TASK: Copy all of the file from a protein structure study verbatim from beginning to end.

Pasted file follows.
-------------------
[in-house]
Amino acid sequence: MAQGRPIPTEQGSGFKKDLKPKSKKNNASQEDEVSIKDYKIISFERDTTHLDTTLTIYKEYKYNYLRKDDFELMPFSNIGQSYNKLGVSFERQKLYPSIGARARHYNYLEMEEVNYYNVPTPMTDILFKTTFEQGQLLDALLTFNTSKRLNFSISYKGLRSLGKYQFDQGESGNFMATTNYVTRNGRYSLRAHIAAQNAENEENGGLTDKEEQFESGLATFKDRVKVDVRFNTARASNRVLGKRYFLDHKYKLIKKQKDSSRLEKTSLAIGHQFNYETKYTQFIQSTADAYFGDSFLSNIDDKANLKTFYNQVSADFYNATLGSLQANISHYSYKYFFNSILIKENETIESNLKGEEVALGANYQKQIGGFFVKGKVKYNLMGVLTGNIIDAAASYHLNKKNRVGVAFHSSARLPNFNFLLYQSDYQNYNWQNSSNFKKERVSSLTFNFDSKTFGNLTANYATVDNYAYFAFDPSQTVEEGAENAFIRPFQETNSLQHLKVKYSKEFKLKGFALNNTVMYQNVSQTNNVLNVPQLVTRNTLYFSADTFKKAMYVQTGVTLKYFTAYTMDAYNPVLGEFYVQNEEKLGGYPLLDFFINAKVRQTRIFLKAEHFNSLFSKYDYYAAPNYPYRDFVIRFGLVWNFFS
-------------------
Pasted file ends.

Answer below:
[in-house]
Amino acid sequence: MAQGRPIPTEQGSGFKKDLKPKSKKNNASQEDEVSIKDYKIISFERDTTHLDTTLTIYKEYKYNYLRKDDFELMPFSNIGQSYNKLGVSFERQKLYPSIGARARHYNYLEMEEVNYYNVPTPMTDILFKTTFEQGQLLDALLTFNTSKRLNFSISYKGLRSLGKYQFDQGESGNFMATTNYVTRNGRYSLRAHIAAQNAENEENGGLTDKEEQFESGLATFKDRVKVDVRFNTARASNRVLGKRYFLDHKYKLIKKQKDSSRLEKTSLAIGHQFNYETKYTQFIQSTADAYFGDSFLSNIDDKANLKTFYNQVSADFYNATLGSLQANISHYSYKYFFNSILIKENETIESNLKGEEVALGANYQKQIGGFFVKGKVKYNLMGVLTGNIIDAAASYHLNKKNRVGVAFHSSARLPNFNFLLYQSDYQNYNWQNSSNFKKERVSSLTFNFDSKTFGNLTANYATVDNYAYFAFDPSQTVEEGAENAFIRPFQETNSLQHLKVKYSKEFKLKGFALNNTVMYQNVSQTNNVLNVPQLVTRNTLYFSADTFKKAMYVQTGVTLKYFTAYTMDAYNPVLGEFYVQNEEKLGGYPLLDFFINAKVRQTRIFLKAEHFNSLFSKYDYYAAPNYPYRDFVIRFGLVWNFFS